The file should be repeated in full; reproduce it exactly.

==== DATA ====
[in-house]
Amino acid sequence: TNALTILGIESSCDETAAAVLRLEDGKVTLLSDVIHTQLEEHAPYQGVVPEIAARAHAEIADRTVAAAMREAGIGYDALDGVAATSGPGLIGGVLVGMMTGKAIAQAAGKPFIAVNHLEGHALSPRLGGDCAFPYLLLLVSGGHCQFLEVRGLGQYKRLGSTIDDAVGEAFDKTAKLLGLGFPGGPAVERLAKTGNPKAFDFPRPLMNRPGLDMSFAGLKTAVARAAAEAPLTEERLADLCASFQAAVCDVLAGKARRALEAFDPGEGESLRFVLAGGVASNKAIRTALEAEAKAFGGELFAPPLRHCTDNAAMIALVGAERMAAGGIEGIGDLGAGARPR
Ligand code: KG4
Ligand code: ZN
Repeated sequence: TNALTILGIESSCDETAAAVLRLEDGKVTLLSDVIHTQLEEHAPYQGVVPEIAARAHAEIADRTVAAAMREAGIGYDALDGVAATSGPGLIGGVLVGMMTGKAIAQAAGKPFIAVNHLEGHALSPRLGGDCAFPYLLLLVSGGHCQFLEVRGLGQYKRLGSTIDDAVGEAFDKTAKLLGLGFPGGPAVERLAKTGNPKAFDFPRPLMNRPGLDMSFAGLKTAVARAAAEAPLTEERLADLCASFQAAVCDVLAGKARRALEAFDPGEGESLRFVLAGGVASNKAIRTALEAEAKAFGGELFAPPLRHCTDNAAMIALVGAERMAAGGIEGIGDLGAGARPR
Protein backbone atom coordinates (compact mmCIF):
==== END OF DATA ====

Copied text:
[in-house]
Amino acid sequence: TNALTILGIESSCDETAAAVLRLEDGKVTLLSDVIHTQLEEHAPYQGVVPEIAARAHAEIADRTVAAAMREAGIGYDALDGVAATSGPGLIGGVLVGMMTGKAIAQAAGKPFIAVNHLEGHALSPRLGGDCAFPYLLLLVSGGHCQFLEVRGLGQYKRLGSTIDDAVGEAFDKTAKLLGLGFPGGPAVERLAKTGNPKAFDFPRPLMNRPGLDMSFAGLKTAVARAAAEAPLTEERLADLCASFQAAVCDVLAGKARRALEAFDPGEGESLRFVLAGGVASNKAIRTALEAEAKAFGGELFAPPLRHCTDNAAMIALVGAERMAAGGIEGIGDLGAGARPR
Ligand code: KG4
Ligand code: ZN
Repeated sequence: TNALTILGIESSCDETAAAVLRLEDGKVTLLSDVIHTQLEEHAPYQGVVPEIAARAHAEIADRTVAAAMREAGIGYDALDGVAATSGPGLIGGVLVGMMTGKAIAQAAGKPFIAVNHLEGHALSPRLGGDCAFPYLLLLVSGGHCQFLEVRGLGQYKRLGSTIDDAVGEAFDKTAKLLGLGFPGGPAVERLAKTGNPKAFDFPRPLMNRPGLDMSFAGLKTAVARAAAEAPLTEERLADLCASFQAAVCDVLAGKARRALEAFDPGEGESLRFVLAGGVASNKAIRTALEAEAKAFGGELFAPPLRHCTDNAAMIALVGAERMAAGGIEGIGDLGAGARPR
Protein backbone atom coordinates (compact mmCIF):